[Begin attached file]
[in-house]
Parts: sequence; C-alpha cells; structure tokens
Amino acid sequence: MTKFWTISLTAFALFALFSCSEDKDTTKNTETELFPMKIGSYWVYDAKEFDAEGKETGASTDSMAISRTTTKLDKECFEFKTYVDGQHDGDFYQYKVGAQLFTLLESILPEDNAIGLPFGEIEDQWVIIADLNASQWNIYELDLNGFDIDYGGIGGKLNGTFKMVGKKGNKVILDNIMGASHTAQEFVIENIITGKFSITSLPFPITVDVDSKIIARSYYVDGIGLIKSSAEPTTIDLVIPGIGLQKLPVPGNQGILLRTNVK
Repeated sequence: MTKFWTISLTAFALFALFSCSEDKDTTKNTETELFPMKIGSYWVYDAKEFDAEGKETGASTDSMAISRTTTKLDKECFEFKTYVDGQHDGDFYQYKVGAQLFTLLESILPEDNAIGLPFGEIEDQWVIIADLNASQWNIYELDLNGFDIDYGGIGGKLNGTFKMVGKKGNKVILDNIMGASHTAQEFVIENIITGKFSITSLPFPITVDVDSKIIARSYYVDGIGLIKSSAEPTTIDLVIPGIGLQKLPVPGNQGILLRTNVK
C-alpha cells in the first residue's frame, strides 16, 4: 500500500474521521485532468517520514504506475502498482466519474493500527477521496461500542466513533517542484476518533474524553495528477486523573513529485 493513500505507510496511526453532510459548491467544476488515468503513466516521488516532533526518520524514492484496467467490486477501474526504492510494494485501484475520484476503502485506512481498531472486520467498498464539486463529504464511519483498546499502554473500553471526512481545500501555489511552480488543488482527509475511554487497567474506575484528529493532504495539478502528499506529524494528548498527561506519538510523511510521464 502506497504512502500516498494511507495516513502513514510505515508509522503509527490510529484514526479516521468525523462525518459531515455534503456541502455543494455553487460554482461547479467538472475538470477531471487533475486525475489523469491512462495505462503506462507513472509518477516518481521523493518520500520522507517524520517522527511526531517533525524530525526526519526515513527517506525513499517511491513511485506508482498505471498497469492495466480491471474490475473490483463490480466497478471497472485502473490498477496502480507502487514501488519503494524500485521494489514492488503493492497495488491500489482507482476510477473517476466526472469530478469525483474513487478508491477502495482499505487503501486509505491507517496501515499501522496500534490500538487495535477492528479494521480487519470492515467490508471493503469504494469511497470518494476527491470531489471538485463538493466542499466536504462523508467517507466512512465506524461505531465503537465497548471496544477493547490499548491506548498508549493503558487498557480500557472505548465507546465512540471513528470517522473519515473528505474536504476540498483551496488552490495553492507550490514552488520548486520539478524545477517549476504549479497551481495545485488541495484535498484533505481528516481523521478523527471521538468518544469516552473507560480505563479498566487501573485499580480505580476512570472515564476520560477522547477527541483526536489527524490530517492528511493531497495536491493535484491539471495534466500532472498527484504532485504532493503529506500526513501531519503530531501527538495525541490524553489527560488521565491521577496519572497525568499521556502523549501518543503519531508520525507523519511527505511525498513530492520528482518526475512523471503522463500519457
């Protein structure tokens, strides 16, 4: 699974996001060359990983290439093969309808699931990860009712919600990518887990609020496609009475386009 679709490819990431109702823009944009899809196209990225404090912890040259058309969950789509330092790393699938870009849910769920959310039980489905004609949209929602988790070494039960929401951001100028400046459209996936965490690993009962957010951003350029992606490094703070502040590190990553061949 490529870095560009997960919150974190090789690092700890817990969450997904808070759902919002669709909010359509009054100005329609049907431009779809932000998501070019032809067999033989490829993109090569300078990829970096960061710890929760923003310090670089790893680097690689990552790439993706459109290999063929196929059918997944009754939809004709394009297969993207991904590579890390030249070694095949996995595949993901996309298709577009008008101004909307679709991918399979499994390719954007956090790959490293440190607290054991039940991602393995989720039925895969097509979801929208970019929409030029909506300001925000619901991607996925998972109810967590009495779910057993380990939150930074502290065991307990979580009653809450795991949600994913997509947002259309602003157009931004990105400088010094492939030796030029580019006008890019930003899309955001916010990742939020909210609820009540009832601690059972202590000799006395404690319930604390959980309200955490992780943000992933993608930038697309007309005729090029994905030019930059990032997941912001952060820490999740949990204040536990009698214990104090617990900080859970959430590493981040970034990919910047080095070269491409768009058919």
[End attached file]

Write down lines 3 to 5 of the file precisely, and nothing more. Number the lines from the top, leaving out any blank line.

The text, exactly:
Amino acid sequence: MTKFWTISLTAFALFALFSCSEDKDTTKNTETELFPMKIGSYWVYDAKEFDAEGKETGASTDSMAISRTTTKLDKECFEFKTYVDGQHDGDFYQYKVGAQLFTLLESILPEDNAIGLPFGEIEDQWVIIADLNASQWNIYELDLNGFDIDYGGIGGKLNGTFKMVGKKGNKVILDNIMGASHTAQEFVIENIITGKFSITSLPFPITVDVDSKIIARSYYVDGIGLIKSSAEPTTIDLVIPGIGLQKLPVPGNQGILLRTNVK
Repeated sequence: MTKFWTISLTAFALFALFSCSEDKDTTKNTETELFPMKIGSYWVYDAKEFDAEGKETGASTDSMAISRTTTKLDKECFEFKTYVDGQHDGDFYQYKVGAQLFTLLESILPEDNAIGLPFGEIEDQWVIIADLNASQWNIYELDLNGFDIDYGGIGGKLNGTFKMVGKKGNKVILDNIMGASHTAQEFVIENIITGKFSITSLPFPITVDVDSKIIARSYYVDGIGLIKSSAEPTTIDLVIPGIGLQKLPVPGNQGILLRTNVK
C-alpha cells in the first residue's frame, strides 16, 4: 500500500474521521485532468517520514504506475502498482466519474493500527477521496461500542466513533517542484476518533474524553495528477486523573513529485 493513500505507510496511526453532510459548491467544476488515468503513466516521488516532533526518520524514492484496467467490486477501474526504492510494494485501484475520484476503502485506512481498531472486520467498498464539486463529504464511519483498546499502554473500553471526512481545500501555489511552480488543488482527509475511554487497567474506575484528529493532504495539478502528499506529524494528548498527561506519538510523511510521464 502506497504512502500516498494511507495516513502513514510505515508509522503509527490510529484514526479516521468525523462525518459531515455534503456541502455543494455553487460554482461547479467538472475538470477531471487533475486525475489523469491512462495505462503506462507513472509518477516518481521523493518520500520522507517524520517522527511526531517533525524530525526526519526515513527517506525513499517511491513511485506508482498505471498497469492495466480491471474490475473490483463490480466497478471497472485502473490498477496502480507502487514501488519503494524500485521494489514492488503493492497495488491500489482507482476510477473517476466526472469530478469525483474513487478508491477502495482499505487503501486509505491507517496501515499501522496500534490500538487495535477492528479494521480487519470492515467490508471493503469504494469511497470518494476527491470531489471538485463538493466542499466536504462523508467517507466512512465506524461505531465503537465497548471496544477493547490499548491506548498508549493503558487498557480500557472505548465507546465512540471513528470517522473519515473528505474536504476540498483551496488552490495553492507550490514552488520548486520539478524545477517549476504549479497551481495545485488541495484535498484533505481528516481523521478523527471521538468518544469516552473507560480505563479498566487501573485499580480505580476512570472515564476520560477522547477527541483526536489527524490530517492528511493531497495536491493535484491539471495534466500532472498527484504532485504532493503529506500526513501531519503530531501527538495525541490524553489527560488521565491521577496519572497525568499521556502523549501518543503519531508520525507523519511527505511525498513530492520528482518526475512523471503522463500519457